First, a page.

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Wednesday, July 12, 2017

Cost Concerns Stall JTF2's Planned Move to CFB Trenton

By: David Pugliese, National Post 

As Canada’s special forces prepares to increase in size, a planned move of its counterterrorism unit from Ottawa to a larger base has been stalled.

The cost to move Joint Task Force 2 to a new installation at CFB Trenton has tripled to more than $1 billion.

The Department of National Defence says it is now going back to the Liberal government for a decision on how it wants to proceed.

JTF2 had planned to leave its Dwyer Hill facility in Ottawa after 2019 for a new installation at CFB Trenton. The previous Conservative government had authorized $346 million for construction of the new JTF2 site and the move of the unit.

But the special forces command has significantly added capabilities to the proposed site, expanding it beyond its original scope. That has driven costs up to about $1.2 billion.

The Liberal government recently announced it was boosting the size of Canada’s special forces by 605 personnel, although it’s unclear how many of those would be for JTF2.

Still, the military has been warning for years that the counterterrorism unit has outgrown its Dwyer Hill installation.

Last year, the Department of National Defence told the Ottawa Citizen it would have a decision on the move by this summer. But it now acknowledges there are no clear timelines for the project, if it happens at all.

“Due to the complexity of the project, the scope continues to be developed to meet minimum operational requirements,” the DND stated in an email. “The Department will seek further direction from the government on the implementation plan as the project progresses.”

Jordan Owens, a spokeswoman for Defence Minister Harjit Sajjan, said the request for direction has not yet arrived from the military.

Chief of Defence Staff Gen. Jon Vance has been warned the project is facing major risk in “cost and scope,” according to documents obtained by the Ottawa Citizen through the Access to Information law.

The military has been talking about the need for a new base for JTF2 since 2005. Among the options considered was an expansion of the existing Ottawa site or moving the unit to Garrison Petawawa.

In 2008, the Conservative government announced JTF2 would be relocated to CFB Trenton, but in 2014, DND officials said the unit would remain at its Ottawa location at least until 2019.

In a controversial move, the Conservative government in 2012 expropriated a 90-hectare farm, near the Trenton base. The farm’s owner, Frank Meyers, made an unsuccessful bid to have the expropriation stopped. The farm had been in his family for more than 200 years.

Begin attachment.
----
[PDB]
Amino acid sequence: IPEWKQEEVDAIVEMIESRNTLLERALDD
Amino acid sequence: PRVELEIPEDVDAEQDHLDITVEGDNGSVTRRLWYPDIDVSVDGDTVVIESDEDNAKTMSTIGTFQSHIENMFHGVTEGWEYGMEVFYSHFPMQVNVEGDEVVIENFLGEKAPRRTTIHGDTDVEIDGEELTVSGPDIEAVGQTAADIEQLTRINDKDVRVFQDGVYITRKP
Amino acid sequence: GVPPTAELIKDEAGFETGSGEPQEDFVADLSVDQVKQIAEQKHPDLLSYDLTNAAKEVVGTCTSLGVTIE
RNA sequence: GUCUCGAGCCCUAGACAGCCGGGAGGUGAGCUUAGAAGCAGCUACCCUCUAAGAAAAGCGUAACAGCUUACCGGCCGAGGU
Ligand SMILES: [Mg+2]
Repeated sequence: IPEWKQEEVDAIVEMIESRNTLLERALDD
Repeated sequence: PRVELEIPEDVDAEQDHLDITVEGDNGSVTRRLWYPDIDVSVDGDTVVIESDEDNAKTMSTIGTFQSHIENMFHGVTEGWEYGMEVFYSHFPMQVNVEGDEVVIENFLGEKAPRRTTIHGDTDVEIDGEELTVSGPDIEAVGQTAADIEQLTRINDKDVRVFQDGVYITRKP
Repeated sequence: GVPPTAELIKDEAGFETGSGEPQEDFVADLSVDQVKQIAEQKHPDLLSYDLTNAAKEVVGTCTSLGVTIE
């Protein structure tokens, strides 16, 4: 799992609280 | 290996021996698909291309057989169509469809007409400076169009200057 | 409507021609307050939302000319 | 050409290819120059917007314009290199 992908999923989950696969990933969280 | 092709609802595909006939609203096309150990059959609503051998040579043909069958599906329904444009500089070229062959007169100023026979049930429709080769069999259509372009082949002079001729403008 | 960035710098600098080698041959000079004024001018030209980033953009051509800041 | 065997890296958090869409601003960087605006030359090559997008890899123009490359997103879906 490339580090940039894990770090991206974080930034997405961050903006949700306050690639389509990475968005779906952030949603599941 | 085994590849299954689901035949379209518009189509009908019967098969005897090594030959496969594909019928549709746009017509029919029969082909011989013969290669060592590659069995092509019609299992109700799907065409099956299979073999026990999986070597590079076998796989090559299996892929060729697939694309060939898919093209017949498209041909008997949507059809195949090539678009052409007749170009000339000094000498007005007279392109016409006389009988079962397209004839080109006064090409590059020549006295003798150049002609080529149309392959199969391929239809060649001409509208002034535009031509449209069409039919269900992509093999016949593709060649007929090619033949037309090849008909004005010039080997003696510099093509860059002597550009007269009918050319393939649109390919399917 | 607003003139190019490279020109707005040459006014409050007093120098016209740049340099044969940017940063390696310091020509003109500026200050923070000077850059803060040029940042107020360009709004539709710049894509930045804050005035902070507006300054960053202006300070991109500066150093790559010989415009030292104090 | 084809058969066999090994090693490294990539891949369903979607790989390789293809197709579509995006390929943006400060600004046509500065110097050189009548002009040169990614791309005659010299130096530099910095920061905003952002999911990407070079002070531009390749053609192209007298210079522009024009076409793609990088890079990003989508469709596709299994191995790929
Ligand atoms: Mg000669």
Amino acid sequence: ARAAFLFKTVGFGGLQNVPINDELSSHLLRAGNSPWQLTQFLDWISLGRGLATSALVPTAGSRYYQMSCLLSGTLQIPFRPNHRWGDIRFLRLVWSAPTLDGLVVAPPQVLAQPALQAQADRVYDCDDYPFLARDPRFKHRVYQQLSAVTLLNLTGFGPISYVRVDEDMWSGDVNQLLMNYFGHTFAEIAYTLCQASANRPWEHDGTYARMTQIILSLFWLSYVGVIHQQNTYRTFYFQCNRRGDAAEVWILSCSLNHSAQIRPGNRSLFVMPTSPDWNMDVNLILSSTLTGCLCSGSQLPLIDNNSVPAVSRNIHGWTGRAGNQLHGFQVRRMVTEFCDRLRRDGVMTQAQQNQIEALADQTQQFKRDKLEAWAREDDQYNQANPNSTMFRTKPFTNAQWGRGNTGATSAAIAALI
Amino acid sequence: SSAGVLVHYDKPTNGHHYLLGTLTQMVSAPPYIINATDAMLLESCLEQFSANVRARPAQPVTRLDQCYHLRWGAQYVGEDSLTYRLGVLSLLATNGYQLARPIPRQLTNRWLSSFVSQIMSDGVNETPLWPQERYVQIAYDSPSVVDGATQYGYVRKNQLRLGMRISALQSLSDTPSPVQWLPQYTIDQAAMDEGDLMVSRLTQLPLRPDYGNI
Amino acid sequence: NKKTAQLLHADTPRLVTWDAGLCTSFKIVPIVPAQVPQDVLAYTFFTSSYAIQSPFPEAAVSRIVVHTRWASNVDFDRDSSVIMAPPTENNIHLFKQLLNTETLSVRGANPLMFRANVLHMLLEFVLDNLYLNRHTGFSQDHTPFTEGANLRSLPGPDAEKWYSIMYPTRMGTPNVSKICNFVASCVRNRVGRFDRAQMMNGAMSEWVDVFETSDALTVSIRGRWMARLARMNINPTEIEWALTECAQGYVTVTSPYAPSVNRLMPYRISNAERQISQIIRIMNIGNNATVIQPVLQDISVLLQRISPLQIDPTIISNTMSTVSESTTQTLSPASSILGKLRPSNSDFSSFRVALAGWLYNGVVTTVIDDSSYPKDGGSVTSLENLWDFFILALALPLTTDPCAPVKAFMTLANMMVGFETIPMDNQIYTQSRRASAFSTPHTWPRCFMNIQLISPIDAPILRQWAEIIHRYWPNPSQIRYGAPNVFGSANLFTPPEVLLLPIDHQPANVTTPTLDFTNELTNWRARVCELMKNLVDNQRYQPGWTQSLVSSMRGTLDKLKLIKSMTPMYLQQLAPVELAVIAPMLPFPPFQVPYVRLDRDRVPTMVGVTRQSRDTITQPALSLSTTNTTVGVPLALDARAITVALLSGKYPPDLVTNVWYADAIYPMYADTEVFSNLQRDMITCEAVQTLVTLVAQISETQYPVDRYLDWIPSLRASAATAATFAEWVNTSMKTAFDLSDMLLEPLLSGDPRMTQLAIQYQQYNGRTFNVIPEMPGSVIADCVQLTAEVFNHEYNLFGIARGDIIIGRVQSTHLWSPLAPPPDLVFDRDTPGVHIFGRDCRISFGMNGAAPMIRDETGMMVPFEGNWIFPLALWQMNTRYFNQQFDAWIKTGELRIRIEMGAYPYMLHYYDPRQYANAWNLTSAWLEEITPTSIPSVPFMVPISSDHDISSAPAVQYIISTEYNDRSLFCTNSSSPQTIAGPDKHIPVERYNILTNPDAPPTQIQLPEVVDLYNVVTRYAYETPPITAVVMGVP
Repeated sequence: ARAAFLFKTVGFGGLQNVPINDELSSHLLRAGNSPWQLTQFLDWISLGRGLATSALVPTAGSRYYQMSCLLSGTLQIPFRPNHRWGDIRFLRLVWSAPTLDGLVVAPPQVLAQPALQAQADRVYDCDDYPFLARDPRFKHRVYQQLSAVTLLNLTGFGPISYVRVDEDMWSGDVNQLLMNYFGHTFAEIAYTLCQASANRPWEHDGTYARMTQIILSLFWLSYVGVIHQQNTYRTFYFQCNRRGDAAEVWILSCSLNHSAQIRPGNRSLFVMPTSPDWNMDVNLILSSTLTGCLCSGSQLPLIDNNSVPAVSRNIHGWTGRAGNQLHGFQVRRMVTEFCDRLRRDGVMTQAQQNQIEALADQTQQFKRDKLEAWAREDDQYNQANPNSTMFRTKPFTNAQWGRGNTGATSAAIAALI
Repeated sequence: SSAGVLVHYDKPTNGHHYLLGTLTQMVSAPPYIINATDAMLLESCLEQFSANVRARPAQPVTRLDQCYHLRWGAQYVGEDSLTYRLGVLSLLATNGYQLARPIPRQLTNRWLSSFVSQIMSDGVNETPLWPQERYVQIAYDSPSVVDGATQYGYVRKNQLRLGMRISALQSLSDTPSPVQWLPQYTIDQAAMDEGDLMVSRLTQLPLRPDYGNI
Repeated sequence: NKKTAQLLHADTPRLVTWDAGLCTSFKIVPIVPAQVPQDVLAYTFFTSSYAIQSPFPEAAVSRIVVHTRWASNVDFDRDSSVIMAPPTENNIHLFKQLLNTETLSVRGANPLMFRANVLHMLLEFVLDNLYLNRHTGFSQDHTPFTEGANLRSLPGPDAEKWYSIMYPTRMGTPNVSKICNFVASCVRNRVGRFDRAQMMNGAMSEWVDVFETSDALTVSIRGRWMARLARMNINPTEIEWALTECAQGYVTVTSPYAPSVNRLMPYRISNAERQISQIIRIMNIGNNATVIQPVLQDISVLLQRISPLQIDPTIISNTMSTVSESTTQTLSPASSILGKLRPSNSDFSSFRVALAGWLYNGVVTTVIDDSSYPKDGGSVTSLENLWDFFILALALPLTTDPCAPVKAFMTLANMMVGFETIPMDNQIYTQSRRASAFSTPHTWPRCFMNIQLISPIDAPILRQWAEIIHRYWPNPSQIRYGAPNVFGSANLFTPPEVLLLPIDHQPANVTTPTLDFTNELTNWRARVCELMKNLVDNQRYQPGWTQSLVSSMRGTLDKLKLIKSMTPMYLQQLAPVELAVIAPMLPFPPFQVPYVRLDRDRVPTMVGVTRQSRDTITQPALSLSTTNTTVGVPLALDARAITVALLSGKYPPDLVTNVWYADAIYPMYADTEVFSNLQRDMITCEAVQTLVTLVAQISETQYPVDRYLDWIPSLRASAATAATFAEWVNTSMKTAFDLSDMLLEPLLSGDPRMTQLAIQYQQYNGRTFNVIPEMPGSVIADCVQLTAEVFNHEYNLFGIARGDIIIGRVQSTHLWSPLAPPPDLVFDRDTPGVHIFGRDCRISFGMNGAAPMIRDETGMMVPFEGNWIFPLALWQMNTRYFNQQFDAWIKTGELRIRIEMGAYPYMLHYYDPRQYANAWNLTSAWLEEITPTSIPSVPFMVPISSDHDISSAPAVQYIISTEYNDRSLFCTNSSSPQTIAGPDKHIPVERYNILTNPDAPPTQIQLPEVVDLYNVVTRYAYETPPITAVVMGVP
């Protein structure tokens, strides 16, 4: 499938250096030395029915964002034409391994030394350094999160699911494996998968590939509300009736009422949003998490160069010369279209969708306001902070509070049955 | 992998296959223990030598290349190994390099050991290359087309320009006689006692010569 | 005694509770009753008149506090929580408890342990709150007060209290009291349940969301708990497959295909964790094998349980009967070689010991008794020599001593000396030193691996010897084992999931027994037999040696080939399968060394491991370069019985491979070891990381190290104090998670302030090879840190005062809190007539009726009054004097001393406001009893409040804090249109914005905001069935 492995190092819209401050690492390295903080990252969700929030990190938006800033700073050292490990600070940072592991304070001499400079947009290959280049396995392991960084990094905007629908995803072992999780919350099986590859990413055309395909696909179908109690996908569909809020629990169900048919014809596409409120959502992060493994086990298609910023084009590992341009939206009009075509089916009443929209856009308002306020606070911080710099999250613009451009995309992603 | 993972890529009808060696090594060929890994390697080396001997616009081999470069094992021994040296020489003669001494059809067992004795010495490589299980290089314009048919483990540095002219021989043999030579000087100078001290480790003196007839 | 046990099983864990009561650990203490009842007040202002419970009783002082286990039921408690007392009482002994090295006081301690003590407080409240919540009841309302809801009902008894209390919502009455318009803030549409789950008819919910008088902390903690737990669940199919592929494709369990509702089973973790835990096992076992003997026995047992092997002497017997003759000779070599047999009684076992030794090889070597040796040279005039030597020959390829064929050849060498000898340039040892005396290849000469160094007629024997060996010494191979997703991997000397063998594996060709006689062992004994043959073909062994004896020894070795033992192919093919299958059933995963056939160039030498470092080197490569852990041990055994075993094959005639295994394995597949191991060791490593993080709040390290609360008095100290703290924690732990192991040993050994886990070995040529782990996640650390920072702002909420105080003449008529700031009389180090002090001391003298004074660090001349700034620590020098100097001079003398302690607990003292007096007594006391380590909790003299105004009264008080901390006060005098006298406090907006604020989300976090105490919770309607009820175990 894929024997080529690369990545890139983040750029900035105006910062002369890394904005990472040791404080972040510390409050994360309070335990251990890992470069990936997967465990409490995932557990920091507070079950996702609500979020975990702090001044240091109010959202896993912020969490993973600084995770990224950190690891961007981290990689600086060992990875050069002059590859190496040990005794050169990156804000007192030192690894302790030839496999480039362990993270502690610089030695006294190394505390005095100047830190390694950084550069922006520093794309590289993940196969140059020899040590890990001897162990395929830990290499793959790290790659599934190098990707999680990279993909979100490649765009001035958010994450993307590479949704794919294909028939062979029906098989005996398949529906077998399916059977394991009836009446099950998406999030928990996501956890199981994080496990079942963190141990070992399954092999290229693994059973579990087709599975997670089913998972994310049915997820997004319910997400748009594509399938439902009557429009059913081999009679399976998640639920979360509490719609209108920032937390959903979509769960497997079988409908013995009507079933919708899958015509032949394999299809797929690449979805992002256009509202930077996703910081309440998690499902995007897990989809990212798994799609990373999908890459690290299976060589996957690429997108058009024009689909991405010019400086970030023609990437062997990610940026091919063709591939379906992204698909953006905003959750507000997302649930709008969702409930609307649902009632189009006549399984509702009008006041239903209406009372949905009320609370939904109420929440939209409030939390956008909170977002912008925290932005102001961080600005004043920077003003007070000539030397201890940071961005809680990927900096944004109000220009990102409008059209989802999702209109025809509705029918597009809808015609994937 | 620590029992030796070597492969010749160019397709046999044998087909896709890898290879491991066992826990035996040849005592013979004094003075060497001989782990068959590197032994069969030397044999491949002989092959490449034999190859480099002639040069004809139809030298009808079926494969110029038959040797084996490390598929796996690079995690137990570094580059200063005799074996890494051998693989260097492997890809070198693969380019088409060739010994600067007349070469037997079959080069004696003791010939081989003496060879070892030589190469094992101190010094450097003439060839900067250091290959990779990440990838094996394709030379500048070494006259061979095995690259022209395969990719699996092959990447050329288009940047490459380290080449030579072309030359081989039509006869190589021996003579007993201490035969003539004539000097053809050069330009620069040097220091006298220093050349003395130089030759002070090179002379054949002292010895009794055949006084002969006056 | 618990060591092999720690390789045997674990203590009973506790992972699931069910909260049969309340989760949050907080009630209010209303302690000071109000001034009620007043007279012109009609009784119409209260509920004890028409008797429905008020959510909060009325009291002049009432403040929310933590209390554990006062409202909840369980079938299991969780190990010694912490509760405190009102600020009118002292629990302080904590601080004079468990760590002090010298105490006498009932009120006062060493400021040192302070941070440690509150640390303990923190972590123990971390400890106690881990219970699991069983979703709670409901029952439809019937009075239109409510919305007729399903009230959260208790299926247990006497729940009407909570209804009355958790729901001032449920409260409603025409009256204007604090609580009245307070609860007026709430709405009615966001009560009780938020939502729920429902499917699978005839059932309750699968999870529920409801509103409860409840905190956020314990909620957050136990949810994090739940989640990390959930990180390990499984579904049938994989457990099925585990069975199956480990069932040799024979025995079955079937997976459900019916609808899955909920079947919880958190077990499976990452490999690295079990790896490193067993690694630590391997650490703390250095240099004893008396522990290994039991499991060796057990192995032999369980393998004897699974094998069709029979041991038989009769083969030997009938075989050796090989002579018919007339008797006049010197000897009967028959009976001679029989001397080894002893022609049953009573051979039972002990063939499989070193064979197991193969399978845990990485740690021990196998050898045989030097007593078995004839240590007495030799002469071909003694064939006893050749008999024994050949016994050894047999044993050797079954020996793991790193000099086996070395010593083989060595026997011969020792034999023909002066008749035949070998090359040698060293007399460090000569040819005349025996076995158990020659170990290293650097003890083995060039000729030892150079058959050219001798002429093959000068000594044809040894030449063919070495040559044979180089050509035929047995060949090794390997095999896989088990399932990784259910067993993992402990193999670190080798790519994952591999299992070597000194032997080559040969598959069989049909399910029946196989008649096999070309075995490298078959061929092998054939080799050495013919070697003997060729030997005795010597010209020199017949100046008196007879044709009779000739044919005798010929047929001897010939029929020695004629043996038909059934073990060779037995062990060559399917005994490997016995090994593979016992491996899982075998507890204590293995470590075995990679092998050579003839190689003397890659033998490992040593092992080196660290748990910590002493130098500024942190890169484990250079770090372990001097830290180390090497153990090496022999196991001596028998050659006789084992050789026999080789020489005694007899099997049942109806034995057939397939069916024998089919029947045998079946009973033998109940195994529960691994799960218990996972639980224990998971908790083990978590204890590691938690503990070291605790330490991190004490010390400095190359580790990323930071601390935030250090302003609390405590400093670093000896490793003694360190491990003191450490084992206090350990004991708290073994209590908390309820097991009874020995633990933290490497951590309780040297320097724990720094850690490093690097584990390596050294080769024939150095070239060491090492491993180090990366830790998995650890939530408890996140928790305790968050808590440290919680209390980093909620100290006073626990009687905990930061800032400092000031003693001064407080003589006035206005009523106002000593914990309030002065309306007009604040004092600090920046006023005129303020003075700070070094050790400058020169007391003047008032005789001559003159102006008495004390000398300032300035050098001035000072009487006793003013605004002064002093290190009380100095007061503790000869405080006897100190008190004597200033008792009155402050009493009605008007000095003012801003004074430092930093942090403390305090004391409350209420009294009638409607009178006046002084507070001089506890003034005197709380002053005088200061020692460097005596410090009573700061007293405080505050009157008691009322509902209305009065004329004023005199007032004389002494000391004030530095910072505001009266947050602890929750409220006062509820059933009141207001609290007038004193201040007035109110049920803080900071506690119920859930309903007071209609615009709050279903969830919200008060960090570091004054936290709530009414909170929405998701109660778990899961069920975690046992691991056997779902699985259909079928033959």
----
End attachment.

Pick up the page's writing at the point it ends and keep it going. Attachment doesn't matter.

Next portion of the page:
The military took over the property, tore down barns, and built a berm and some access roads. Little else has been done with the land.

Due to the complexity of the project, the scope continues to be developed to meet minimum operational requirements

Meyers’ supporters have asked the Liberal government to return the property, but it has declined to do so.

There are currently around 1,900 personnel in Canadian special forces. That will be increased to 2,500, but the Liberal government has not detailed the time frame in which this will take place.

The Liberals have also pledged to spend $1.5 billion on new equipment for the special forces. That gear will include new vehicles, surveillance aircraft and boats.

Canadian Special Operations Forces Command or CANSOFCOM oversees Joint Task Force 2, in Ottawa; the 427 Special Operations Aviation Squadron and the Canadian Special Operations Regiment, both in Petawawa; and the Canadian Joint Incident Response Unit, a Trenton, Ont.-based organization that deals with weapons of mass destruction.

The Liberal government defence plan also calls for new infrastructure for the Canadian Joint Incident Response Unit, which will see additional personnel added to its ranks. Some existing buildings will be remodelled while other new facilities will be constructed at Trenton.

If JTF2 vacates its Dwyer Hill installation, the site will be offered up within DND and then to other federal departments. After that it could be offered to provincial and municipal governments. “If there is no interest at these levels, the property will be sold on the open market through an open and fair process,” a DND spokeswoman has said.